As war in Ukraine rages on, U.S. and Russia exchange prisoners

The U.S. and Russia on Wednesday agreed to a prisoner exchange. U.S. Marine Trevor Reed boarded a plane back home after a 2019 arrest in Moscow for allegedly assaulting police officers. He was traded for Konstantin Yaroshenko, a Russian pilot convicted in a U.S. court of drug trafficking. State Department spokesman Ned Price joins Amna Nawaz to discuss.

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  • Amna Nawaz:

    And now, for more on that prisoner swap and other Americans held in Russia, I'm joined by State Department spokesperson Ned Price.

    Ned Price, welcome back to the "NewsHour." Thanks for joining us.

    I want to ask you first about the timing of that swap, because Trevor Reed had been held by the Russians for almost three years, right? Yaroshenko had been in prison here in the U.S. for many, many years. So why today? What made this trade possible?

  • Ned Price, State Department Spokesman:

    Well, ever since this administration came into office, Amna, we have had a commitment to secure the release of those Americans who are unjustly detained around the world.

    We have done that in cases in Venezuela and Haiti and Burma and now, as of today, in Russia. Because of months of behind-the-scenes discussions, Trevor Reed is on a plane en route to see his family back in the United States, to be reunited with them for — after nearly three years of separation.

    This is something that we have worked on for quite some time. As you have heard, the president was presented with a difficult decision, but it's a decision he decided to make, because Trevor has been held apart from his family for far too long. His health, his deteriorating health was a source of great concern for us. And so, as a result of what the president decided, Trevor Reed is now headed home.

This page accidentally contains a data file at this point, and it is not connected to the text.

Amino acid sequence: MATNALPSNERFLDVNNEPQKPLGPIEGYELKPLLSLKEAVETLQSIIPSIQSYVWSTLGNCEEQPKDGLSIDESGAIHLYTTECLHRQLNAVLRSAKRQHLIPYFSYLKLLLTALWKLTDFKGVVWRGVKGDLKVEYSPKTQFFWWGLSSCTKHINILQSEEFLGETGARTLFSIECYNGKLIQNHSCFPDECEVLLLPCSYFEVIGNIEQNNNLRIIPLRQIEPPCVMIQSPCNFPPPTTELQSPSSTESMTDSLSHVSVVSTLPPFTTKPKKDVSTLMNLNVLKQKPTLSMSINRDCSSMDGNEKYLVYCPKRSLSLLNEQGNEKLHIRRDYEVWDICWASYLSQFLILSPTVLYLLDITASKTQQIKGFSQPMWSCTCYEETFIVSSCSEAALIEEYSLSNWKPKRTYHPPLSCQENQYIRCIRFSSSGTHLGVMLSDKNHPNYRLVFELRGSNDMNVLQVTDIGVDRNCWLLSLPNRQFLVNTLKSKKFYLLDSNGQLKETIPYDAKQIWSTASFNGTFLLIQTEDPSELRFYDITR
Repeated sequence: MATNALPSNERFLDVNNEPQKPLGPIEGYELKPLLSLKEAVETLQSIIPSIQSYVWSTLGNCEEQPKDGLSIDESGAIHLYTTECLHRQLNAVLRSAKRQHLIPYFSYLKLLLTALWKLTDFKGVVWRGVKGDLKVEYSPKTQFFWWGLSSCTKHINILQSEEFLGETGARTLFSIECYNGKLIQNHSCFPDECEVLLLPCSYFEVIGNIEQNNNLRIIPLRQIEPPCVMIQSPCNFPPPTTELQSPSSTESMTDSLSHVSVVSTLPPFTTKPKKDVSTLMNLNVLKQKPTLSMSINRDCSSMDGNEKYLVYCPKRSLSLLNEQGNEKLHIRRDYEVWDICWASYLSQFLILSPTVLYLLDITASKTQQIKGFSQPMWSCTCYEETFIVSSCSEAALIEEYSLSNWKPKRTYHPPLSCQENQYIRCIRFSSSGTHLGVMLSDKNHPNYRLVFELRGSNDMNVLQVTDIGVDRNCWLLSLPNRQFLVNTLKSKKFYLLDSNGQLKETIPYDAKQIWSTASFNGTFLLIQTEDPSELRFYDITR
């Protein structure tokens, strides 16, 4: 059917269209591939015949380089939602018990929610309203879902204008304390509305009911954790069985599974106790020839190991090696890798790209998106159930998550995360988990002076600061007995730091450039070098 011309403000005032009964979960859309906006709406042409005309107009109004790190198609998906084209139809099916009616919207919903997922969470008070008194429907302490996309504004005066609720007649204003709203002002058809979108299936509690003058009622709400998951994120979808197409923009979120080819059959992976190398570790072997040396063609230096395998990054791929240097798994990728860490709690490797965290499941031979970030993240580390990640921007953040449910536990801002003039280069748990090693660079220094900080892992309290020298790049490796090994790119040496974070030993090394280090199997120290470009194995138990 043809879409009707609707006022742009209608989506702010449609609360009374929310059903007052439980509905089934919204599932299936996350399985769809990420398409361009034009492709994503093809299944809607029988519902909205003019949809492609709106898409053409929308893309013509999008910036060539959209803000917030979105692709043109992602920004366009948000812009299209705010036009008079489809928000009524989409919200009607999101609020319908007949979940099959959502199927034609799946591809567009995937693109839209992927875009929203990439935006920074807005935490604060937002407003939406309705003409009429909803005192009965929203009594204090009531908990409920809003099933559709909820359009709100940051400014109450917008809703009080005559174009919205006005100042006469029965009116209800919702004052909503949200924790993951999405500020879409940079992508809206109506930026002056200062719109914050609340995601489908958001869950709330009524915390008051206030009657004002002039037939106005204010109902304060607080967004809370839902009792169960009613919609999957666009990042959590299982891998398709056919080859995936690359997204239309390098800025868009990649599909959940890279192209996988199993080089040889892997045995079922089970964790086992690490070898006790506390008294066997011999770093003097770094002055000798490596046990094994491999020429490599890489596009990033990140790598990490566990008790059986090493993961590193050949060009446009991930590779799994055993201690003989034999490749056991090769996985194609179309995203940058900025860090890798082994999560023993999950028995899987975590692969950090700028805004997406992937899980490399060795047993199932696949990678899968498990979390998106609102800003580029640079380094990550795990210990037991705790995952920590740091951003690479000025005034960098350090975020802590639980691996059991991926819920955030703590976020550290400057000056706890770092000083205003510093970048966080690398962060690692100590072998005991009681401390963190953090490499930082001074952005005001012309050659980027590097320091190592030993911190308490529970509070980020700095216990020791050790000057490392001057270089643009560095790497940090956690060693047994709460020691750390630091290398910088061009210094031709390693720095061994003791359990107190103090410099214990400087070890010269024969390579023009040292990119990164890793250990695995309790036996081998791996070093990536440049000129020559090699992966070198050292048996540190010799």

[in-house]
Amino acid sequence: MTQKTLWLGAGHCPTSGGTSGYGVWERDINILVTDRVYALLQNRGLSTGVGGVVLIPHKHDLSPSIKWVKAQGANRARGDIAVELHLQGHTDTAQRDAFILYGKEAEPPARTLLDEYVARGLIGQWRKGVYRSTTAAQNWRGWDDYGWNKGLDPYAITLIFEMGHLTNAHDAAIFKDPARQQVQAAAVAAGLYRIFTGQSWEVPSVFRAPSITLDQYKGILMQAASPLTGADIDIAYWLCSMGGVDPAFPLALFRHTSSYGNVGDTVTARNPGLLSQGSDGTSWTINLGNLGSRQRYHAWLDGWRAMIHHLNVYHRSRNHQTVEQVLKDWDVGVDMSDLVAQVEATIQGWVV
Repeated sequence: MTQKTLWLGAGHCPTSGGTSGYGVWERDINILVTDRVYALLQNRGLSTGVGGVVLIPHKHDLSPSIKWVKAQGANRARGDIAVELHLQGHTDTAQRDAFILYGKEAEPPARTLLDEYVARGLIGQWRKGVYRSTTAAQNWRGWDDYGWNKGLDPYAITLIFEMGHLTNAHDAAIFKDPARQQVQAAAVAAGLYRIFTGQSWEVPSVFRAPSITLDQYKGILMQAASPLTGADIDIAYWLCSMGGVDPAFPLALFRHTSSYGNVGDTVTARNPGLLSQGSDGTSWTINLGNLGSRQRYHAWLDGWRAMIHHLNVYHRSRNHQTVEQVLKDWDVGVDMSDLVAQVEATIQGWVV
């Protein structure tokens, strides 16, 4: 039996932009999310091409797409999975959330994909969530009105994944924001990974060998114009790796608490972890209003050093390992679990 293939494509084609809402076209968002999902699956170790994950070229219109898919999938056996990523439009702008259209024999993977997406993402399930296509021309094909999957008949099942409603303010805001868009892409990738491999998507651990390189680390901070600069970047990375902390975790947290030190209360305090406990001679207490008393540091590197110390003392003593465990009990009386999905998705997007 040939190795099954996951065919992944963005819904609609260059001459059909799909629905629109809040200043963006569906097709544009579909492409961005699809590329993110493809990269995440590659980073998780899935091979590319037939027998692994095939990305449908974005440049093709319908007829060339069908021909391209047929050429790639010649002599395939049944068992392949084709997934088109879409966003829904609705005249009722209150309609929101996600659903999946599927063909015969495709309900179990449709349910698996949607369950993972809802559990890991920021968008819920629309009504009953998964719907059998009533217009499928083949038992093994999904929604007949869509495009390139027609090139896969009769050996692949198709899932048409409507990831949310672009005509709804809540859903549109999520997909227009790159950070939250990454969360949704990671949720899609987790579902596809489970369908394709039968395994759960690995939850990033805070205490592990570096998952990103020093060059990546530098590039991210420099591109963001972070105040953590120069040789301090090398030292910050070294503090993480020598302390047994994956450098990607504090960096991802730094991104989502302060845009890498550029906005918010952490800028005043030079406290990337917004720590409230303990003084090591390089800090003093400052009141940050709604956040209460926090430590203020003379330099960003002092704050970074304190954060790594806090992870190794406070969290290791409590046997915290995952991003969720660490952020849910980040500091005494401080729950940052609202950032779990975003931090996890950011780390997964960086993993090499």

• Amna Nawaz:

    Let me ask you about some of those other Americans who are still in Russian custody, then.

    They include Paul Whelan, who has been accused by Russia of spying. He's been held since 2018, Brittney Griner, of course, the WNBA star who was held since February, also people like Vladimir Kara-Murza, right, who's a Russian citizen, but a green card holder here in the U.S. His wife and his kids are Americans.

    Did any of their names come up in these talks or any other potential trades or swaps in the works?

  • Ned Price:

    We're always working to secure the release of Americans who are held unjustly around the world. And that includes in Russia.